When considering 4K to 8K resolutions and refresh rates of current generation consoles, consumers should also be aware of the length limitations of HDMI 2.1 copper cables. HDMI does not specify absolute maximum lengths – which are established during certification testing of a manufacturer’s actual products – but their own lab tests indicate that the Ultra High-Speed ​​HDMI 2.1 copper cable can travel up to 16 feet (5 m) while still meeting specifications. Only certified cables will reliably achieve this result. If the customer plans to position their console further away from their screen, they will need an active fiber optic solution to provide the video signal.

Audio for immersive gameplay

Microsoft and Sony have both invested a lot of R&D to make gaming an immersive, multisensory experience. To this end, they have both added three-dimensional audio capabilities to their current generation consoles. This feature is intended to improve player performance – players will be able to hear enemies creeping up behind them and know, based on the object-based audio delivery, which direction to turn. They must, however, have compatible audio endpoints to deliver this experience, and there is no one-size-fits-all standard for immersive audio.

Microsoft has adopted the popular Dolby Atmos standard for the Xbox X | S, which is available in a wide variety of audio products from various manufacturers, from installed speakers and soundbars to headphones. Sony has taken a different path. They developed a proprietary 3D audio engine, Tempest, for the PS5. At launch, Tempest was only fully supported on headphones, and at this time, support for external speakers is still in beta. The result is that the correct audio setup will depend on the customer’s gaming and console preferences.

Router upgrades

Serious gamers – especially those who compete online or play massively multiplayer games – may also need more than their standard router provided by their ISP. Gaming doesn’t have to be a bandwidth consumer – it all depends on what is being played. That said, network latency can be decisive in competitive games. If a customer is used to relying on an unmanaged network for gaming – or worse yet, a Wi-Fi connection – it’s time to upgrade.

Network latency has the most impact on reflex-based games like First Person Shooters (FPS). For Call of Duty Where Fortnite enthusiasts, a ping time that would be perfectly acceptable for video streaming, conferences, or even other games can put them at a serious disadvantage compared to the competition. 20 ms is a recommended target. This is low latency that cannot be achieved reliably with wireless connections, and will only be achieved with a wired connection if the customer has a managed switch with the ability to reserve band. bandwidth for their gaming system. 30 Mbps per gaming system plus overhead should meet their needs.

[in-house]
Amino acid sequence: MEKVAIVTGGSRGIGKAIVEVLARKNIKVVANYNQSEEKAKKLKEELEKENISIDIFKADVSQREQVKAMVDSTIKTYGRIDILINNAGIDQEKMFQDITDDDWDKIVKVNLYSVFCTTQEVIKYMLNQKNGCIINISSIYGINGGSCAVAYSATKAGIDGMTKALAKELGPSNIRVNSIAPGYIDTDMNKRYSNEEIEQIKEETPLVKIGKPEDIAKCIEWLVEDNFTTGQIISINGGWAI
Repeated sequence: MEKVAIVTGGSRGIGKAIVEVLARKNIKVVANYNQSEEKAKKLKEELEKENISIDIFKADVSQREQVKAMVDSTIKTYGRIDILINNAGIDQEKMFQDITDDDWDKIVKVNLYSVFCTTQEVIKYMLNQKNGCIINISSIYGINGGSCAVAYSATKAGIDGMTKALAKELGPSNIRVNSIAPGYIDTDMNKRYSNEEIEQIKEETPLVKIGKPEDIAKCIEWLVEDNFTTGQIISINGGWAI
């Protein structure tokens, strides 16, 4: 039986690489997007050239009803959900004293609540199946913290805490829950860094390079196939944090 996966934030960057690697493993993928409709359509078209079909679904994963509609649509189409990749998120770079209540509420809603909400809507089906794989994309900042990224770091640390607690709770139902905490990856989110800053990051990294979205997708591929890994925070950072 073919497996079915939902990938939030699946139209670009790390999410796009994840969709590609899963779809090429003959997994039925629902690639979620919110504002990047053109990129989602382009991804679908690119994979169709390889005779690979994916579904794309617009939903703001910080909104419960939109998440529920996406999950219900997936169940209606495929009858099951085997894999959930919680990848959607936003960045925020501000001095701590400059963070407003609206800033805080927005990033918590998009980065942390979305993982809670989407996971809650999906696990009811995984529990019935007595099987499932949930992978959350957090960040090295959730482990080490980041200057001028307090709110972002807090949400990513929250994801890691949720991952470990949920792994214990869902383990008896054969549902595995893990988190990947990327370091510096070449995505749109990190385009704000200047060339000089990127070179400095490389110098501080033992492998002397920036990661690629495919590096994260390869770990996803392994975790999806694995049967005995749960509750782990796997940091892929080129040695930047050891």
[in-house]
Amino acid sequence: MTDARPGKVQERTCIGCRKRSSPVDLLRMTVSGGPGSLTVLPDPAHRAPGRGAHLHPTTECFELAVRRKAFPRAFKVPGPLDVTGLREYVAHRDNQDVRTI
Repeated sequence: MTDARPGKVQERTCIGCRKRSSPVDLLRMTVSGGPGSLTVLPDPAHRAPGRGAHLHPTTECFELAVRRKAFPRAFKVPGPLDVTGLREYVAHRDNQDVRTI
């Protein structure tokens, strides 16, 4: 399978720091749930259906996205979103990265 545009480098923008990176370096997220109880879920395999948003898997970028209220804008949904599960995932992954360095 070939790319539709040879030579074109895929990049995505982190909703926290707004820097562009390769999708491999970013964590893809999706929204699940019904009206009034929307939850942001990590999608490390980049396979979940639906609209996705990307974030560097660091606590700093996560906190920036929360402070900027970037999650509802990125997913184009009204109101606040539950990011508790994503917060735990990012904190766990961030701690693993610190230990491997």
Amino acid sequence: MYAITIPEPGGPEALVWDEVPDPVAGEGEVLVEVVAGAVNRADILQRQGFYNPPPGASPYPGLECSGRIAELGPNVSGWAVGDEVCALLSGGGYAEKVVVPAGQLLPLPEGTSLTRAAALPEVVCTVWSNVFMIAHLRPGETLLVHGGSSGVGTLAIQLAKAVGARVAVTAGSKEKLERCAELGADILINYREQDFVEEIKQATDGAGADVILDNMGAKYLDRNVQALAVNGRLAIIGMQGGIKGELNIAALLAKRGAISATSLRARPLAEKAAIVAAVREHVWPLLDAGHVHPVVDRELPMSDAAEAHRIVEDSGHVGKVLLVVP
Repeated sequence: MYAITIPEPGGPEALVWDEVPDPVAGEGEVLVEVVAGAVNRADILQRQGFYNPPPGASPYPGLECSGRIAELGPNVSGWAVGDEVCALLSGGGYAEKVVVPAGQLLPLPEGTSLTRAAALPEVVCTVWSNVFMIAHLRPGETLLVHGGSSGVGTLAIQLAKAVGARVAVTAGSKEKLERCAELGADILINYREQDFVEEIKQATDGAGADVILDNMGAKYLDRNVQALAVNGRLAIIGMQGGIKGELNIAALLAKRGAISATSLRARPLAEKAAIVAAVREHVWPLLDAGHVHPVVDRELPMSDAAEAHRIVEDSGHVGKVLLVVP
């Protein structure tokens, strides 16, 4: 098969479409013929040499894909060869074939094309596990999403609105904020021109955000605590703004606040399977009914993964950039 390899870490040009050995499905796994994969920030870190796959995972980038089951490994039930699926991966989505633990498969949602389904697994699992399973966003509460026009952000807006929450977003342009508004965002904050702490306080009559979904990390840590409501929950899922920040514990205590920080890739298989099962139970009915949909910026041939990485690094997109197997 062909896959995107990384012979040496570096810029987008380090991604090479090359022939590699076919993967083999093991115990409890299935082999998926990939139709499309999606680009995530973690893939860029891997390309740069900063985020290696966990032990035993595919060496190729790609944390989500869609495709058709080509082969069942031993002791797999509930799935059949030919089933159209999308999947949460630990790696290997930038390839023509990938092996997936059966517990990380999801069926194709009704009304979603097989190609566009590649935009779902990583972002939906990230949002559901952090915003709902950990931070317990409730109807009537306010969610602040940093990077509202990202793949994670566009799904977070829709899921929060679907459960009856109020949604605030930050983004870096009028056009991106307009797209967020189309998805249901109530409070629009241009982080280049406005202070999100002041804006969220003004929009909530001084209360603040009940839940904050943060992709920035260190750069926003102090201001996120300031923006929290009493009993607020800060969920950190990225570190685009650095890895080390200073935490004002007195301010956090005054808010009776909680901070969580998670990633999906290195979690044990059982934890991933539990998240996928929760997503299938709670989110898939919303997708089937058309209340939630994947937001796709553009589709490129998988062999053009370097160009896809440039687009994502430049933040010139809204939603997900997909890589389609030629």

Xbox Series X (left) and Xbox Series S (right)

Capture the action

About a quarter of console gaming audiences sometimes stream their gameplay live, which introduces a range of additional considerations. Both the Xbox X | S and the PS5 allow push-button streaming directly from the console, but this basic functionality ignores some of the activities that are at the heart of live streaming. In order to sync a live feed with the streaming platform’s chat and alerts – and add production effects and scene changes to the feed – the customer will need a capture device.

If the player can’t interact with their audience, thank viewers, answer questions, and take advice, what’s the point of being live? Using a capture device and laptop or monitor, streamers can set up a second display as both a trusted monitor and audience engagement dashboard. There are both dedicated game capture devices, like the Elgato HD60 +, and professional-grade AV capture devices like the Vanco 4K to USB video capture device.

Sony PlayStation 5

Enter the ranking

The game is not just about the console and the screen. It’s an immersive experience supported by a whole ecosystem of devices. It is a valuable market which requires the best technological components to reach its full potential. Even setting aside the consoles themselves, there are plenty of opportunities for dealers to achieve a high score as players level up.

Key points to remember:

  • Customers Need More Than a New Console to Completely Improve Their Gaming Experience
  • Screen, cables, audio system, and network equipment all need to be compatible to take advantage of the latest technical advancements in gaming.
  • Requirements and compatible hardware vary by console and playing habits